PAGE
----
Recent third-person perception articles suggest that optimistic bias is the mechanism underlying the perceptual bias but fail to empirically test the assumption. A small inverse relationship between third-person perception and optimistic bias was found among the youth surveyed: 51% of the students exhibited third-person perceptions, believing they were less influenced by televised safer-sex messages than were their peers. These students were less optimistic about their chances of becoming HIV infected than their peers; 34% exhibited first-person perceptions, believing they were more influenced by the messages than were peers, and were more optimistic than were their peers concerning HIV infection. Most students (89%) exhibited some degree of optimistic bias regarding their chances of avoiding HIV infection in the future. The findings effectively link the two literatures within a sample neglected by previous studies: urban, minority, at-risk youth. The study advances knowledge of third-person perceptions by suggesting underlying social-psychological mechanisms.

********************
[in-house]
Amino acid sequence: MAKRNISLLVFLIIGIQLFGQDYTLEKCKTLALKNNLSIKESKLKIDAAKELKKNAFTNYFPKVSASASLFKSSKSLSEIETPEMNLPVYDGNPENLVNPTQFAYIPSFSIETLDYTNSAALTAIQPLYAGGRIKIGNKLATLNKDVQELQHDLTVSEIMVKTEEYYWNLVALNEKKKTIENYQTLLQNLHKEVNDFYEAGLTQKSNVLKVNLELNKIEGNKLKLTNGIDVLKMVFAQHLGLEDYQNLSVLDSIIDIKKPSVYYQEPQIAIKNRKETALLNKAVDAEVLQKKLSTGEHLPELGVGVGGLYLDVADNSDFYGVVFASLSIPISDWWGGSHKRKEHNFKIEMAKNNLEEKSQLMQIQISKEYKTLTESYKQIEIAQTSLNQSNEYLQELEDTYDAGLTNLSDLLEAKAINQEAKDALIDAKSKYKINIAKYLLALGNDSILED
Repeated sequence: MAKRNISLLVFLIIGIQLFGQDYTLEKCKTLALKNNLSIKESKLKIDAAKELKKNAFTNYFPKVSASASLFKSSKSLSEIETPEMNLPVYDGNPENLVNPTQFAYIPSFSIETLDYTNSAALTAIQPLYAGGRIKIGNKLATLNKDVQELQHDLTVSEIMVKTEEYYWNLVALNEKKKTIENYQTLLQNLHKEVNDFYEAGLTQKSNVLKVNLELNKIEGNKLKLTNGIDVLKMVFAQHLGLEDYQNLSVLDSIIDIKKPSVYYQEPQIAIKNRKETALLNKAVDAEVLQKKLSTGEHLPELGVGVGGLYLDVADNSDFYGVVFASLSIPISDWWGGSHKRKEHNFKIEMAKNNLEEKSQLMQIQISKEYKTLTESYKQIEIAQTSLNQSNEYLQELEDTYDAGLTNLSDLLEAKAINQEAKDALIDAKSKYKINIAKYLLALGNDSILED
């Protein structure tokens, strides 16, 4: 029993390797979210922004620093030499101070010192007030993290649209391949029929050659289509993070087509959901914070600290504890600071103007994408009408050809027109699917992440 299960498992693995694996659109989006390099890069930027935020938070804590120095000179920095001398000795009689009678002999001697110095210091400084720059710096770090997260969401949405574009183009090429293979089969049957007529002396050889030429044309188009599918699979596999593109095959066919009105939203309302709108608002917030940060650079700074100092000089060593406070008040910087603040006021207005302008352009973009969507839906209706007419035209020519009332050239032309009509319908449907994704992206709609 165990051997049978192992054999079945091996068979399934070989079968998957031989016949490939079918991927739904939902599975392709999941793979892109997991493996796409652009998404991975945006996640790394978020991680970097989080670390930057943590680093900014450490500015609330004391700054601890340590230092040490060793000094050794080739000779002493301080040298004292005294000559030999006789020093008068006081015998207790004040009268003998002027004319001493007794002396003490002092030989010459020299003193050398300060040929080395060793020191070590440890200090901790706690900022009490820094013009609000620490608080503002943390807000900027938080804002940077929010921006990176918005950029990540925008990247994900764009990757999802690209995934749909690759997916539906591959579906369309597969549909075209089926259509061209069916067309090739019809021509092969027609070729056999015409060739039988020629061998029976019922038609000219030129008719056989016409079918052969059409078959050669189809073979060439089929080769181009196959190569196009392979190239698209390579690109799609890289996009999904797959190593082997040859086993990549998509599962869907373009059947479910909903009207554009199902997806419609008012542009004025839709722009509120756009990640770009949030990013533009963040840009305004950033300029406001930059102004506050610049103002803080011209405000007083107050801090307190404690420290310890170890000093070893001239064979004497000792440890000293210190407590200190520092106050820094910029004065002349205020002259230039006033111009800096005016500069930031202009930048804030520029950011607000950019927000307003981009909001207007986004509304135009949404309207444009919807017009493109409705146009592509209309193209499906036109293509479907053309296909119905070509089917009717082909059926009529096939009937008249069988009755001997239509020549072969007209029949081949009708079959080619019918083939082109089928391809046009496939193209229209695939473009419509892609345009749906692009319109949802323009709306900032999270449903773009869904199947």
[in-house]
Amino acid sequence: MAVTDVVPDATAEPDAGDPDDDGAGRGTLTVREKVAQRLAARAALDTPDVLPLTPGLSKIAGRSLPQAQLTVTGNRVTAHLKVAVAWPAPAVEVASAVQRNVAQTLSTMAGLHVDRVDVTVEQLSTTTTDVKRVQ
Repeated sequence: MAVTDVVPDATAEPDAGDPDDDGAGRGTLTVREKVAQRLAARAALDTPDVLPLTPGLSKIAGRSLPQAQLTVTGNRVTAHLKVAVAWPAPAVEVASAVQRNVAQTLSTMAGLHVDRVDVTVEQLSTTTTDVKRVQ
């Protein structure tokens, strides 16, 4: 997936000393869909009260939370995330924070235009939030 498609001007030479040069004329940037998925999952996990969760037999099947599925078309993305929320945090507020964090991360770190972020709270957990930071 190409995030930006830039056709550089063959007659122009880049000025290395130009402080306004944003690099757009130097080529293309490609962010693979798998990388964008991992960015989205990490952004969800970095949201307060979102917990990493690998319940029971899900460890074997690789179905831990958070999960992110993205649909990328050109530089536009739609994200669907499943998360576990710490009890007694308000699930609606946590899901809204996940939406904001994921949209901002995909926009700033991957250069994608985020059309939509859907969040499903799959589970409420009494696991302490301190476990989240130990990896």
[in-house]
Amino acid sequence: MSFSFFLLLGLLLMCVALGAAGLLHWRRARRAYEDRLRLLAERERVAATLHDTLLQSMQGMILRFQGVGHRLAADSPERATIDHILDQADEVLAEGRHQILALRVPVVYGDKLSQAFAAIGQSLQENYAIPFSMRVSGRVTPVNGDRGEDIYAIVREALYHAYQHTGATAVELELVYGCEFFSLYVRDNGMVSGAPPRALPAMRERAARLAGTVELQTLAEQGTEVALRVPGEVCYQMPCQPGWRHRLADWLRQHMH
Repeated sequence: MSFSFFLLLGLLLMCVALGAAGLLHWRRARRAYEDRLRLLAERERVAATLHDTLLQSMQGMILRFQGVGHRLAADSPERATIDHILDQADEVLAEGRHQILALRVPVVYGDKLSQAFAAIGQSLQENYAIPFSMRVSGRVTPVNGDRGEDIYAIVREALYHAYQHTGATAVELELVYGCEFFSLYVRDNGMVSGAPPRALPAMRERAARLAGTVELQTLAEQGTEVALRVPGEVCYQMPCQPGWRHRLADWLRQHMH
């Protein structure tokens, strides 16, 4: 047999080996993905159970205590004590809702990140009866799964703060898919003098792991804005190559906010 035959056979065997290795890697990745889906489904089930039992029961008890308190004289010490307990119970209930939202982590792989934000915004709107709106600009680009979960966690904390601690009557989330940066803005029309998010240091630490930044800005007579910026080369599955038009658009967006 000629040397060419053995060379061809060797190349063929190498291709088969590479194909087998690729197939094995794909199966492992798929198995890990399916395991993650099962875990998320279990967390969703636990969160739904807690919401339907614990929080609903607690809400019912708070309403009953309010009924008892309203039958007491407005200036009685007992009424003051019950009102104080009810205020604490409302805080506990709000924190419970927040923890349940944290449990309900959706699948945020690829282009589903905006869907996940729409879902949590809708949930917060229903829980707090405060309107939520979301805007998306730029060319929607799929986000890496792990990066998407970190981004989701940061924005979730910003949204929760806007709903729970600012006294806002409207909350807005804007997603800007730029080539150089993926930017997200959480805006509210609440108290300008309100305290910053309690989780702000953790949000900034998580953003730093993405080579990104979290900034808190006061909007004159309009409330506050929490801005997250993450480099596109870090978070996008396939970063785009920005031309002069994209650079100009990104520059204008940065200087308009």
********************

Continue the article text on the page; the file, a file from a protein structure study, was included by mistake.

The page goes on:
All Science Journal Classification (ASJC) codes
- Language and Linguistics
- Linguistics and Language